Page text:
Because labor costs are generally the largest expense for every organization, payroll needs accurate data to provide executives with insight around labor costs, total hours, headcount, etc. Pulling data from paper-based, siloed, or outdated systems makes it difficult to understand the overall health of the organization to see how it is trending and identify opportunities for savings or areas for quality improvement. To complicate this further, inefficient or manual payroll processes delay access to critical information for executives to drive the business forward.
Kronos and the American Payroll Association recently found that over half of payroll teams both do not track KPIs and don’t know their true cost of doing payroll. Understanding the cost of payroll, including the cost of administrative time spent, gives organizations visibility into the efficiency of their payroll process, areas of concern, or opportunities for improvement. Information fed from disparate systems, a lack of KPIs (Key Performance Indicators), or data that is inaccurate makes it difficult to get a complete picture of the organization to manage budgets and control labor cost, resulting in a negative impact on the bottom line.
The hidden costs of doing nothing
While improper management of compliance, inaccurate payroll delivery, and the lack of effective data can have a more obvious impact on your organization, there are also hidden costs that should be considered when calculating the cost of doing nothing to enhance your existing payroll processes. Some hidden costs to consider are system costs, updates and upgrades, maintenance fees, charges for IT or outside vendors support, integration costs, indirect labor, and direct and non-direct labor. Here are 8 questions you can ask to help you better identify these costs:
- How much work is required to apply the time rules in our HCM platform to our organization’s payroll processes in order to ensure accuracy?
- Is our HCM platform able to catch payroll discrepancies before they occur without a lot of manual intervention?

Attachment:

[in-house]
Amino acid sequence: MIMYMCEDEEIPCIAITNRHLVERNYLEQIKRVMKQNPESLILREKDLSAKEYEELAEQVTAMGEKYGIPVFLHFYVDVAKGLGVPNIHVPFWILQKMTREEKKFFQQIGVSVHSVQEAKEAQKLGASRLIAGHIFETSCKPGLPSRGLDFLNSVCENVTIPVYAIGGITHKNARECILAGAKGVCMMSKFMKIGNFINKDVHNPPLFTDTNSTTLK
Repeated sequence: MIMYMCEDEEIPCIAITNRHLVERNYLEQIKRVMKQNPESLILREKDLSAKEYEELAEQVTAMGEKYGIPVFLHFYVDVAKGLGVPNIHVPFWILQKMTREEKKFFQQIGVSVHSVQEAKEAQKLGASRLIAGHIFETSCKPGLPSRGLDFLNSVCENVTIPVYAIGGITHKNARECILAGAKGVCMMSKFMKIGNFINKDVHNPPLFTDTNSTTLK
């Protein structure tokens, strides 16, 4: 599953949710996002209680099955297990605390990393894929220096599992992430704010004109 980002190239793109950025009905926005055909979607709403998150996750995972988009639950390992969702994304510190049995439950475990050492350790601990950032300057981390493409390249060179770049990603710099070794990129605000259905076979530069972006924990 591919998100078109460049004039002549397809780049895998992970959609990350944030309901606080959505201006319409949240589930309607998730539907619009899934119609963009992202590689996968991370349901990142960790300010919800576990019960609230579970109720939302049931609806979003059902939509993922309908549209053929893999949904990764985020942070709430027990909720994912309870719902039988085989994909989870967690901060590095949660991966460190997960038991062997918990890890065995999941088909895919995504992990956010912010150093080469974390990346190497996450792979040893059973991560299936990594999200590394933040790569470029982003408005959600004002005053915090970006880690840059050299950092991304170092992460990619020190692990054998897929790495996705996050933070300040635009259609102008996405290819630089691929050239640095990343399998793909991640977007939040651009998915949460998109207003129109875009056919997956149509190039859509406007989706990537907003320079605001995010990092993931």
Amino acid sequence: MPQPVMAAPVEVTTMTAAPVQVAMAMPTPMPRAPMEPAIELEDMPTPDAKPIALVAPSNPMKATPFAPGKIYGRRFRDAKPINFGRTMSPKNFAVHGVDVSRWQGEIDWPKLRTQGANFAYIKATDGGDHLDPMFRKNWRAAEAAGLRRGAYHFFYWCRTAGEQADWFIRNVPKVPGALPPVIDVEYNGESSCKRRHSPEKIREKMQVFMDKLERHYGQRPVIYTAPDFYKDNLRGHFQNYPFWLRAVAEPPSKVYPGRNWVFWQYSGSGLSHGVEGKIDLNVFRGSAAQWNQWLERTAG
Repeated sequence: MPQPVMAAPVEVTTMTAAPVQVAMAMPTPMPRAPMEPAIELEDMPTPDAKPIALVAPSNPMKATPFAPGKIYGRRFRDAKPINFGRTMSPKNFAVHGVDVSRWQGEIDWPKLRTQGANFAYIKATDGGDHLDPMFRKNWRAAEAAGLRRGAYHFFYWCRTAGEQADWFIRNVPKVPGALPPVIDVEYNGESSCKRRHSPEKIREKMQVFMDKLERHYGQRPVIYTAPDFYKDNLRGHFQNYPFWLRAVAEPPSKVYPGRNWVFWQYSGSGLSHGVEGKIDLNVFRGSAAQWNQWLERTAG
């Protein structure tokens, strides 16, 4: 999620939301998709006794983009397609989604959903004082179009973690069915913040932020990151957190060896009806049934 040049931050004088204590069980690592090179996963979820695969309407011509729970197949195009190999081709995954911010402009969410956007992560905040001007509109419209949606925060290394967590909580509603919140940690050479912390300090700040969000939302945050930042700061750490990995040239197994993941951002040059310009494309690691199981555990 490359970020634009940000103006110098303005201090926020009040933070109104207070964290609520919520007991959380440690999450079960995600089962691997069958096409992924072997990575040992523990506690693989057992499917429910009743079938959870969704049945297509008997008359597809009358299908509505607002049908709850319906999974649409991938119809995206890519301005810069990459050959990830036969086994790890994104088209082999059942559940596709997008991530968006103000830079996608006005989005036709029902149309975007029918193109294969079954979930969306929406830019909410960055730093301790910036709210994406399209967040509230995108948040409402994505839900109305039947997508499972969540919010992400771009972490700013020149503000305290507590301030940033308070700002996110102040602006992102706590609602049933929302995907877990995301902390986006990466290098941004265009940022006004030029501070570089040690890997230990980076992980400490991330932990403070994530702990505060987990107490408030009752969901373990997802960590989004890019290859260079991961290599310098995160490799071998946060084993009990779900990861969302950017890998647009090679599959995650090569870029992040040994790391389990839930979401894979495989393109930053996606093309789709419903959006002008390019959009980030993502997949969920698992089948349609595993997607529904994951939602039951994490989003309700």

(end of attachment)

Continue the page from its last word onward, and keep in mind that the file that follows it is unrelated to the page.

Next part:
- At what points in the pay cycle can we view payroll data, and how soon after changes are made do they become available?
- How simply can garnishments be calculated?
- At what point do compliance standards integrate with the payroll process, and how much effort does it take to maintain these standards?
- How does the platform make sure that every step in the payroll preparation process gets carried out correctly?
- How can the platform manage post-payroll processing?
- What kinds of options are available for implementing services for areas we don’t have the staff or time to handle?
All of these areas can potentially put a strain on payroll and impact the employee experience, dilute the company brand, and further expose the company to risk if they’re overly complex or rely on out-of-date technology.
The benefits of change outweigh the risks
While many companies may be hesitant to make a change when it comes to payroll, not addressing these challenges can have a significant impact to the company. Taking a practical approach to find areas for improvement can make a real difference. A great first step to modernizing your payroll is to regularly evaluate your payroll and timekeeping processes and systems to ensure payroll is compliant, accurate, and efficient.
Doing nothing now can have costly consequences down the road, but there is good news! A unified HCM solution empowers organizations to gain greater control of their business and positions payroll as a strategic contributor.
Don’t delay, invest in the right HCM solution now and get ahead of payroll challenges, instead of exposing the company to the high cost of doing nothing.